In the years since my treatment, I see the world differently: in my life after cancer, I cherish every small, beautiful moment. I want to make sure others have the chance to enjoy those moments, too.

That’s why I donate to Memorial Sloan Kettering each year—and have included MSK in my estate plans. I know it will lead to more lifesaving treatments for people just like me all over the country. And I want to help.

For me, a bequest to Memorial Sloan Kettering is a way to guarantee that people with cancer will receive the help they need for years to come. I know firsthand how important that can be.

After everything I’ve been through, I’m certain: I want saving lives to be a part of my legacy.

Advance MSK Breakthroughs With a Gift

When you include MSK in your will or other estate plans, you help our experts make significant progress in the treatment and prevention of cancer. Contact the Office of Planned Giving at or 800-688-1827 for details or to notify us of your gift.

A charitable bequest is one or two sentences in your will or living trust that leave to Memorial Sloan Kettering Cancer Center a specific item, an amount of money, a gift contingent upon certain events or a percentage of your estate.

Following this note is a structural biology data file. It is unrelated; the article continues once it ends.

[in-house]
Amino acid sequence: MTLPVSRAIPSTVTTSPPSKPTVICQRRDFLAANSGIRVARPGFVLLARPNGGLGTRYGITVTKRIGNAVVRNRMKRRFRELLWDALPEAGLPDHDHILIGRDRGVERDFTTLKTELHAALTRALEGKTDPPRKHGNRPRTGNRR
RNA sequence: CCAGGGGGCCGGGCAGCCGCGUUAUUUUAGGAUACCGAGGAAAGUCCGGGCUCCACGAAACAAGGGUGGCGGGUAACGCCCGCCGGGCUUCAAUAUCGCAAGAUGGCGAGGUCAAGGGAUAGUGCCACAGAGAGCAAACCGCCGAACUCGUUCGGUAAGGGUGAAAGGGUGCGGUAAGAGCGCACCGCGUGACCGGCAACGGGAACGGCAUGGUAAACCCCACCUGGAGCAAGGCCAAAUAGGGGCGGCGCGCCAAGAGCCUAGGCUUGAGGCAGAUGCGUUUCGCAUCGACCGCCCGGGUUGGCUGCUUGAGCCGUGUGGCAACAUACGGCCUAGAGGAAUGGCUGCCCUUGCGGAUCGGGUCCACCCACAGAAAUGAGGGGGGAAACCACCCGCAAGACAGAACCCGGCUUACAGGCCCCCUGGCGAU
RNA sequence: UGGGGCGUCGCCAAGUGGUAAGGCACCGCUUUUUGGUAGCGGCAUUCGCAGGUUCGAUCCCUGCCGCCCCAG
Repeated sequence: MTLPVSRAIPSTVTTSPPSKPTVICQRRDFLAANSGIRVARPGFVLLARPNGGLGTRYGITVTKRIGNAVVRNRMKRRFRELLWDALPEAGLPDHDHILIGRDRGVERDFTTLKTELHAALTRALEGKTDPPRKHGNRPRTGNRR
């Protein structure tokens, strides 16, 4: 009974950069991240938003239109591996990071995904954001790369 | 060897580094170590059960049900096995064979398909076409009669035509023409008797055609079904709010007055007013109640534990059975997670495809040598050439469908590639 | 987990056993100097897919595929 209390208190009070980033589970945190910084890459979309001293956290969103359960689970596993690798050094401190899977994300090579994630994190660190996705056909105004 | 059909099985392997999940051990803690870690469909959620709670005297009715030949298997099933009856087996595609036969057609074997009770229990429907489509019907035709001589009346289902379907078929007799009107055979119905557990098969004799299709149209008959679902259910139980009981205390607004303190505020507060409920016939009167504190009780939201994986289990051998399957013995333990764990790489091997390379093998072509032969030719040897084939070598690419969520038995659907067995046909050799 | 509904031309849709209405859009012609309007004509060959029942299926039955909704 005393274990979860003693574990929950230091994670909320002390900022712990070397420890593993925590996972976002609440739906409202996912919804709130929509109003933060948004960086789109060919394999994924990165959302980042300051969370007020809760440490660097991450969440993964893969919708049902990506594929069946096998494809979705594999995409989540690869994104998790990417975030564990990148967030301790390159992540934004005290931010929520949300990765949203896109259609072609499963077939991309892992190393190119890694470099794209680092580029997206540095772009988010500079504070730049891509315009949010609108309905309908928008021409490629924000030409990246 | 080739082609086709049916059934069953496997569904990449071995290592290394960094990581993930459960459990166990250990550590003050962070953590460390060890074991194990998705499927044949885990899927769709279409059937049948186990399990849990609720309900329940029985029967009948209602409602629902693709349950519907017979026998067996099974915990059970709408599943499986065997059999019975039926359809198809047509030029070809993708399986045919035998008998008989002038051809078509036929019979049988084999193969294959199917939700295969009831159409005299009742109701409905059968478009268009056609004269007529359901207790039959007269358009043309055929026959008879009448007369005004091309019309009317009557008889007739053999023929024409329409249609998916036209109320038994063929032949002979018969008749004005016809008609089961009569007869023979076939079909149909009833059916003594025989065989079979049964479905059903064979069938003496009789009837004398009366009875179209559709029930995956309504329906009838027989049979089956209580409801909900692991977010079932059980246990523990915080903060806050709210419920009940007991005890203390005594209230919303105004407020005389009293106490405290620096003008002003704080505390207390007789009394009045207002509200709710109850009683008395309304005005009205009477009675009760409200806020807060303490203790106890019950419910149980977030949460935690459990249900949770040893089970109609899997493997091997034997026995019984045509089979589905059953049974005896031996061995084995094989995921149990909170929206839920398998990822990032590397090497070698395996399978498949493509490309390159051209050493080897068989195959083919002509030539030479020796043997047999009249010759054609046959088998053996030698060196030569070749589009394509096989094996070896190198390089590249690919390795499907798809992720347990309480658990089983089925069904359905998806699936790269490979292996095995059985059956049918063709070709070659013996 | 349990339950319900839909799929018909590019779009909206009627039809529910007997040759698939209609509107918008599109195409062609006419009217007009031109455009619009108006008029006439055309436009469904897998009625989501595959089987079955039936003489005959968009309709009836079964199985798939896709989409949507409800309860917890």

An individual or organization designated to receive benefits or funds under a will or other contract, such as an insurance policy, trust, or retirement plan.

I bequeath to Memorial Sloan-Kettering Cancer Center, a New York nonprofit corporation having a principal place of business at 1275 York Avenue, New York, NY 10065, Federal Tax ID #13-1924236, ____percent of my total estate (or $_____, or other property) to be used or disposed of as Memorial Sloan-Kettering Cancer Center in its sole discretion deems appropriate.

able to be changed or cancelled

A revocable living trust is set up during your lifetime and can be revoked at any time before death. They allow assets held in the trust to pass directly to beneficiaries without probate court proceedings and can also reduce federal estate taxes.